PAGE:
2. Growing up, my parents told me to be humble.

"Don't go around telling everyone what you do and what you've achieved. Let them find out for themselves."

I've taken this advice my whole life, believing I have nothing to prove and no need to show it off. I was taught if I really deserved attention and praise, someone else would share the good news on my behalf and that would garner more respect than if I spread the news myself.

So, how do you deal when you're met with Negative Nancy or Pessimistic Paul, ready with undermining and backhanded compliments? Whether it's at work, a networking event, or even from your cousin twice-removed, it's one of the most frustrating feelings ever. For example:

Nancy: How's work going?

You: It's good, I am working on a big project with a fast-approaching deadline right now so it's a busy time.

Nancy: Oh, that's great to hear they're giving big responsibilities to entry-level employees.

Or this:

Paul: What do you do?

You: I am opening a restaurant downtown.

Paul: That's such a great achievement for a woman.

Ugh. If you're not familiar with responses like this, they're called backhanded compliments. They're words that are strung together to sound like a compliment, only to deviously undermine you in the process.

Anything you follow up with in this conversation is guaranteed to be met with eye rolls or more backhanded compliments. So, how do you deal? How do you respond when your conversation mate can't stop being so rude?

Take a breath.

Remember this: things people say are a reflection of them, not you. When Paul says it's such a great achievement for a woman, it's because he's insecure about the gender gap and still doesn't know how to deal with a go-getting woman. Don't take this comment to heart, just take a breath and know they're coming from a different place.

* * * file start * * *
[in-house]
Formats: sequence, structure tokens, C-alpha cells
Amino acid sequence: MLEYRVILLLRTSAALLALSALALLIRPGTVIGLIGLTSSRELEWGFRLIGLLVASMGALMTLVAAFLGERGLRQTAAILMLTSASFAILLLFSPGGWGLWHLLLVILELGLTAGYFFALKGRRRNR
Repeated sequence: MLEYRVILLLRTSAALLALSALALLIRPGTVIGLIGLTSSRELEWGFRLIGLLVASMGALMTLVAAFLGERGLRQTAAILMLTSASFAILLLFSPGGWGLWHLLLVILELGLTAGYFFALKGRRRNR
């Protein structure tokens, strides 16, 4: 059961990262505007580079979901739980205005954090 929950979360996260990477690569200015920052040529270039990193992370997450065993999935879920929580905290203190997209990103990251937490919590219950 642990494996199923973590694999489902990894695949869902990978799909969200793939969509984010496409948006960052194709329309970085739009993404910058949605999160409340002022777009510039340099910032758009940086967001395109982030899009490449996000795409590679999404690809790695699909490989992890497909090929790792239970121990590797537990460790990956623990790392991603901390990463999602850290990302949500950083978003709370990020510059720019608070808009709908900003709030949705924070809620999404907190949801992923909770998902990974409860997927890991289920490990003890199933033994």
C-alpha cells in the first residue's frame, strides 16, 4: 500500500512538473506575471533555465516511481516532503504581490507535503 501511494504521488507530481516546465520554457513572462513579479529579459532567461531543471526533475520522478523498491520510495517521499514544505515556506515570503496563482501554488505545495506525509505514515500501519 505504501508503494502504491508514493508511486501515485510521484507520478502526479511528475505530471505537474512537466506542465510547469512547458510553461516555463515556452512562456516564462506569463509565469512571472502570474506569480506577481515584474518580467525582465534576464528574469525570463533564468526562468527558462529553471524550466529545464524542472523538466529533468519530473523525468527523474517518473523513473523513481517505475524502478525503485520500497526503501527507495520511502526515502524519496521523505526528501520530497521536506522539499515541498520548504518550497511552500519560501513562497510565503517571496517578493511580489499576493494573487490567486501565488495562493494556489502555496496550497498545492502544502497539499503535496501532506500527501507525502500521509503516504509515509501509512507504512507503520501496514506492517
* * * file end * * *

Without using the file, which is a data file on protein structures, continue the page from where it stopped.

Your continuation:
Smile and move on.

The body has a fight-or-flight mode. To smile and move on is not a flight, but a recognition this person is not worth your time. If a new acquaintance says something you don't like, you don't have to give them the time of day anymore. Excuse yourself and move on.

- How to Deal With Someone Who Keeps Undermining You at Work, Inc.com, by Jackelyn Ho, April 27, 2018.


3. Robert J. Scamman Sr., a retired York police lieutenant who had a competitive streak and passion for life, died unexpectedly on May 19. He was 64.

Mr. Scamman joined the York Police Department as a patrol officer in 1978. He worked patrol for several years and then became an accident reconstructionist. He was promoted to patrol sergeant, then administrative lieutenant around 2001.

Mr. Scamman oversaw the department’s technology and communications systems. He implemented the use of Toughbook laptops in police cruisers, IMC and CAD software, and held various radio positions. He also managed the town’s dispatchers and enhanced 911 system that serves York and Ogunquit.

York Police Chief Charles J. Szeniawski said Scamman was dedicated to his job.

“He served very well,” Szeniawski said. “He did an awful lot for the town and the PD.”

York Police Sergeant Brian Curtin said Wednesday that Scamman had a positive impact in the community.

“He touched a lot of lives,” Curtin said. “In my eyes, he left a great legacy in the community. A lot of people have come forward to say how much of a positive impact he had on their lives. He worked really hard. He was really living life. It was cut too short.”

The lieutenant retired on Nov. 22, 2017, after nearly 40 years on the job.

Mr. Scamman lived in Casco with his wife, Elaine. The couple celebrated their 25th wedding anniversary in March.

His wife laughed and cried Wednesday sharing memories of their life together. She said it was a second marriage for both. They knew each other as teenagers and reconnected in their late thirties.

“He always told the story about how he always liked me and wanted to date me, but I wouldn’t give him the time of day,” his wife said, noting it wasn’t true. “He never talked to me,” she said laughing.

- Feature obituary: Robert Scamman Sr., 64, retired York police lieutenant, marathon runner, PressHerald.com, May 27, 2020.

本文仅代表作者本人观点,与本网立场无关。欢迎大家讨论学术问题,尊重他人,禁止人身攻击和发布一切违反国家现行法律法规的内容。

About the author:

Zhang Xin is Trainer at chinadaily.com.cn. He has been with China Daily since 1988, when he graduated from Beijing Foreign Studies University. Write him at: zhangxin@chinadaily.com.cn, or raise a question for potential use in a future column.

(作者:张欣 编辑:丹妮)